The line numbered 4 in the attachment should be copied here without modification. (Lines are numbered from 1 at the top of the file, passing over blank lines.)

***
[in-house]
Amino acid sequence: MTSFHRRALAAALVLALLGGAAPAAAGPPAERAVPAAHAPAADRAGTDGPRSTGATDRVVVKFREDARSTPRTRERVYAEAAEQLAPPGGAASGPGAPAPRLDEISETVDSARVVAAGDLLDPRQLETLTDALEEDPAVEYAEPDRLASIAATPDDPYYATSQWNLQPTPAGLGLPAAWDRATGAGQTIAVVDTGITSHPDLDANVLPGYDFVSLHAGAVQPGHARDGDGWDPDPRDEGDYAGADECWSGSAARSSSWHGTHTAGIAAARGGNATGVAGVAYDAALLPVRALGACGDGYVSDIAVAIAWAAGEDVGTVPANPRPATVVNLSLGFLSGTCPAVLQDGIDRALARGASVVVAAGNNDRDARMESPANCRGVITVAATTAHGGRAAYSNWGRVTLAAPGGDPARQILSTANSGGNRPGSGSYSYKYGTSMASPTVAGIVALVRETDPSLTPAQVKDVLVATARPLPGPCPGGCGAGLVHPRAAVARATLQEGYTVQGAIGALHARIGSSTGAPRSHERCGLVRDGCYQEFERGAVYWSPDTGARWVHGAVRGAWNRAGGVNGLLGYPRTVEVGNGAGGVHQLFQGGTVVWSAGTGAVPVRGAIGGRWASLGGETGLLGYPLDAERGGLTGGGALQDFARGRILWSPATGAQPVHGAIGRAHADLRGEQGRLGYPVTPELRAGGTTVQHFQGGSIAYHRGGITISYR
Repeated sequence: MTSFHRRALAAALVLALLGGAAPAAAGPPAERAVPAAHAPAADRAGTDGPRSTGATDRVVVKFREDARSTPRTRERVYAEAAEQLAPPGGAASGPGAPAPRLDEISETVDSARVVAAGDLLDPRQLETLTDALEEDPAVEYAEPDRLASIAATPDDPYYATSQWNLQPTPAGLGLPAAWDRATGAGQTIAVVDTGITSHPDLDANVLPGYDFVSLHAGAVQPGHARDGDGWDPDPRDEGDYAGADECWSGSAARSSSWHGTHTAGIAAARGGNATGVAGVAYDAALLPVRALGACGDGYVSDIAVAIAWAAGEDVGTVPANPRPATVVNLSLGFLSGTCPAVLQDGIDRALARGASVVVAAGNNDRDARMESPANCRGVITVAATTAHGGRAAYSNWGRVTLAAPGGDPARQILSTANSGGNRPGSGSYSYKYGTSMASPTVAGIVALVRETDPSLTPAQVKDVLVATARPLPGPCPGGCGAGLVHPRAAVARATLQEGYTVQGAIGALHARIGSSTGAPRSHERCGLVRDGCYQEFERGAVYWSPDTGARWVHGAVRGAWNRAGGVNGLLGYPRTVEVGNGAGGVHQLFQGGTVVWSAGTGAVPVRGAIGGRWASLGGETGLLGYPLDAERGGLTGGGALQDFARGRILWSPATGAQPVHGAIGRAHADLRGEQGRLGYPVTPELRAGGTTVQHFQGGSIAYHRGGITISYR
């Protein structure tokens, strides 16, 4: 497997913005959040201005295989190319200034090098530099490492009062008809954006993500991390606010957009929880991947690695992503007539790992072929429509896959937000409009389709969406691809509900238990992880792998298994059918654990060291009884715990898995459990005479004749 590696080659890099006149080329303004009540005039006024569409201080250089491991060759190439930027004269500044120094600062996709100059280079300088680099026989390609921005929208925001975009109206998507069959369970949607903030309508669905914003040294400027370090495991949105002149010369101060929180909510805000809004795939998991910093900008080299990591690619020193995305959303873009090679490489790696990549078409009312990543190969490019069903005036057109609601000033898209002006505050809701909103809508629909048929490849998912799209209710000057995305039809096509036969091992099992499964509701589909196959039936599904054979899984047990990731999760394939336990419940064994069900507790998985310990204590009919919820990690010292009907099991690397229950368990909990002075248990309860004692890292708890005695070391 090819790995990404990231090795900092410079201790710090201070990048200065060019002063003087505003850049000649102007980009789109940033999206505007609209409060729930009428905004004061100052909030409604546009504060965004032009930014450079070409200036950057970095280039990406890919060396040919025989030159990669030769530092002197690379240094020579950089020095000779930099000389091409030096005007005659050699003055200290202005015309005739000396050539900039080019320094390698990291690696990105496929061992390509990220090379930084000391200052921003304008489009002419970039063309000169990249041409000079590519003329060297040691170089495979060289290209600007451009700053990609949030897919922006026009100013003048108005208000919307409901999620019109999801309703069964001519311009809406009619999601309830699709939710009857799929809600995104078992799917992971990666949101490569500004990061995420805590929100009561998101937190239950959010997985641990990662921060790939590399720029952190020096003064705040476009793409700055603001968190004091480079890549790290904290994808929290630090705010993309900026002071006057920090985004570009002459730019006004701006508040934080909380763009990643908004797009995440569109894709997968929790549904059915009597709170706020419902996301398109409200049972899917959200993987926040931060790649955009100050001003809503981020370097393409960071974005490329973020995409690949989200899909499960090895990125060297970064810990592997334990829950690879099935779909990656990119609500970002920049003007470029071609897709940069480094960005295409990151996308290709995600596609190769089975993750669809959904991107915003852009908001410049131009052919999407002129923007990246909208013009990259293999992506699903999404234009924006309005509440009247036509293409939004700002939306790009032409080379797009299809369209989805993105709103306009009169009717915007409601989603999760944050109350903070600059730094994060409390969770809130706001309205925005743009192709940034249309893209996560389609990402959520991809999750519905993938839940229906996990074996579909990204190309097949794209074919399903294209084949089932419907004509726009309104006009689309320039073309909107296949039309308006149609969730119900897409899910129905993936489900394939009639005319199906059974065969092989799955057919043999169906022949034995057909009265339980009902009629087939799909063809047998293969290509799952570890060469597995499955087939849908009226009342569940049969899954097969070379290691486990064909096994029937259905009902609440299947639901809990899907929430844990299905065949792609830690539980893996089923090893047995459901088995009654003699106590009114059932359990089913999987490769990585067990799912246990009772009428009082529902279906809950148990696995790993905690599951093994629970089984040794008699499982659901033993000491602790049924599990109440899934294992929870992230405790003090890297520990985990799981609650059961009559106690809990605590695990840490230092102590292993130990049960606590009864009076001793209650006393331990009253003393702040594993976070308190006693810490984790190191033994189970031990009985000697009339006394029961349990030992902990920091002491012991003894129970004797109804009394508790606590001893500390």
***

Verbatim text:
């Protein structure tokens, strides 16, 4: 497997913005959040201005295989190319200034090098530099490492009062008809954006993500991390606010957009929880991947690695992503007539790992072929429509896959937000409009389709969406691809509900238990992880792998298994059918654990060291009884715990898995459990005479004749 590696080659890099006149080329303004009540005039006024569409201080250089491991060759190439930027004269500044120094600062996709100059280079300088680099026989390609921005929208925001975009109206998507069959369970949607903030309508669905914003040294400027370090495991949105002149010369101060929180909510805000809004795939998991910093900008080299990591690619020193995305959303873009090679490489790696990549078409009312990543190969490019069903005036057109609601000033898209002006505050809701909103809508629909048929490849998912799209209710000057995305039809096509036969091992099992499964509701589909196959039936599904054979899984047990990731999760394939336990419940064994069900507790998985310990204590009919919820990690010292009907099991690397229950368990909990002075248990309860004692890292708890005695070391 090819790995990404990231090795900092410079201790710090201070990048200065060019002063003087505003850049000649102007980009789109940033999206505007609209409060729930009428905004004061100052909030409604546009504060965004032009930014450079070409200036950057970095280039990406890919060396040919025989030159990669030769530092002197690379240094020579950089020095000779930099000389091409030096005007005659050699003055200290202005015309005739000396050539900039080019320094390698990291690696990105496929061992390509990220090379930084000391200052921003304008489009002419970039063309000169990249041409000079590519003329060297040691170089495979060289290209600007451009700053990609949030897919922006026009100013003048108005208000919307409901999620019109999801309703069964001519311009809406009619999601309830699709939710009857799929809600995104078992799917992971990666949101490569500004990061995420805590929100009561998101937190239950959010997985641990990662921060790939590399720029952190020096003064705040476009793409700055603001968190004091480079890549790290904290994808929290630090705010993309900026002071006057920090985004570009002459730019006004701006508040934080909380763009990643908004797009995440569109894709997968929790549904059915009597709170706020419902996301398109409200049972899917959200993987926040931060790649955009100050001003809503981020370097393409960071974005490329973020995409690949989200899909499960090895990125060297970064810990592997334990829950690879099935779909990656990119609500970002920049003007470029071609897709940069480094960005295409990151996308290709995600596609190769089975993750669809959904991107915003852009908001410049131009052919999407002129923007990246909208013009990259293999992506699903999404234009924006309005509440009247036509293409939004700002939306790009032409080379797009299809369209989805993105709103306009009169009717915007409601989603999760944050109350903070600059730094994060409390969770809130706001309205925005743009192709940034249309893209996560389609990402959520991809999750519905993938839940229906996990074996579909990204190309097949794209074919399903294209084949089932419907004509726009309104006009689309320039073309909107296949039309308006149609969730119900897409899910129905993936489900394939009639005319199906059974065969092989799955057919043999169906022949034995057909009265339980009902009629087939799909063809047998293969290509799952570890060469597995499955087939849908009226009342569940049969899954097969070379290691486990064909096994029937259905009902609440299947639901809990899907929430844990299905065949792609830690539980893996089923090893047995459901088995009654003699106590009114059932359990089913999987490769990585067990799912246990009772009428009082529902279906809950148990696995790993905690599951093994629970089984040794008699499982659901033993000491602790049924599990109440899934294992929870992230405790003090890297520990985990799981609650059961009559106690809990605590695990840490230092102590292993130990049960606590009864009076001793209650006393331990009253003393702040594993976070308190006693810490984790190191033994189970031990009985000697009339006394029961349990030992902990920091002491012991003894129970004797109804009394508790606590001893500390």